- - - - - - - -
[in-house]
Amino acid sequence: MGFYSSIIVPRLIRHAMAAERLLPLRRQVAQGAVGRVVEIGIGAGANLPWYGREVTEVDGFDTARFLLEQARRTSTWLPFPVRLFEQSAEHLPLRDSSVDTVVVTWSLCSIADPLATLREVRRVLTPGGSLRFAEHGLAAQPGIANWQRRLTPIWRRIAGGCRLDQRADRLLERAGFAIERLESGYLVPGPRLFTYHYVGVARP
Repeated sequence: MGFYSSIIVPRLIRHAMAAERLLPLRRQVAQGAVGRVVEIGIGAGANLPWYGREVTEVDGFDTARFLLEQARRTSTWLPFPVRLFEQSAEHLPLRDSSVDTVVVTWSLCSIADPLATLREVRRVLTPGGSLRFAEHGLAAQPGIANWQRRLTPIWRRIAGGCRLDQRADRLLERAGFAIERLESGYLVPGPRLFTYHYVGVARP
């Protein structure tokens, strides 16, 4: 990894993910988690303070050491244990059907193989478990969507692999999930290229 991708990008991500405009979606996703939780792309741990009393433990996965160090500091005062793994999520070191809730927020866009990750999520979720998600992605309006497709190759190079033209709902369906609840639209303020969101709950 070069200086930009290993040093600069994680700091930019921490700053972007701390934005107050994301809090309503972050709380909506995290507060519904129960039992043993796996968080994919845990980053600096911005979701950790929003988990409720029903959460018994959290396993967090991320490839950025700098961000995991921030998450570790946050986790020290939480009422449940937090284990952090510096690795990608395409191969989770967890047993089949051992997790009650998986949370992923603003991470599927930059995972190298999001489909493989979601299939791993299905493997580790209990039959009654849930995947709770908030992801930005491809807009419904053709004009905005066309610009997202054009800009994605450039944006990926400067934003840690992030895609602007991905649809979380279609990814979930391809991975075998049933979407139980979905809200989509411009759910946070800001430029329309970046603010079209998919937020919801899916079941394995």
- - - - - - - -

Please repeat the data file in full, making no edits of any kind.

[in-house]
Amino acid sequence: MGFYSSIIVPRLIRHAMAAERLLPLRRQVAQGAVGRVVEIGIGAGANLPWYGREVTEVDGFDTARFLLEQARRTSTWLPFPVRLFEQSAEHLPLRDSSVDTVVVTWSLCSIADPLATLREVRRVLTPGGSLRFAEHGLAAQPGIANWQRRLTPIWRRIAGGCRLDQRADRLLERAGFAIERLESGYLVPGPRLFTYHYVGVARP
Repeated sequence: MGFYSSIIVPRLIRHAMAAERLLPLRRQVAQGAVGRVVEIGIGAGANLPWYGREVTEVDGFDTARFLLEQARRTSTWLPFPVRLFEQSAEHLPLRDSSVDTVVVTWSLCSIADPLATLREVRRVLTPGGSLRFAEHGLAAQPGIANWQRRLTPIWRRIAGGCRLDQRADRLLERAGFAIERLESGYLVPGPRLFTYHYVGVARP
């Protein structure tokens, strides 16, 4: 990894993910988690303070050491244990059907193989478990969507692999999930290229 991708990008991500405009979606996703939780792309741990009393433990996965160090500091005062793994999520070191809730927020866009990750999520979720998600992605309006497709190759190079033209709902369906609840639209303020969101709950 070069200086930009290993040093600069994680700091930019921490700053972007701390934005107050994301809090309503972050709380909506995290507060519904129960039992043993796996968080994919845990980053600096911005979701950790929003988990409720029903959460018994959290396993967090991320490839950025700098961000995991921030998450570790946050986790020290939480009422449940937090284990952090510096690795990608395409191969989770967890047993089949051992997790009650998986949370992923603003991470599927930059995972190298999001489909493989979601299939791993299905493997580790209990039959009654849930995947709770908030992801930005491809807009419904053709004009905005066309610009997202054009800009994605450039944006990926400067934003840690992030895609602007991905649809979380279609990814979930391809991975075998049933979407139980979905809200989509411009759910946070800001430029329309970046603010079209998919937020919801899916079941394995």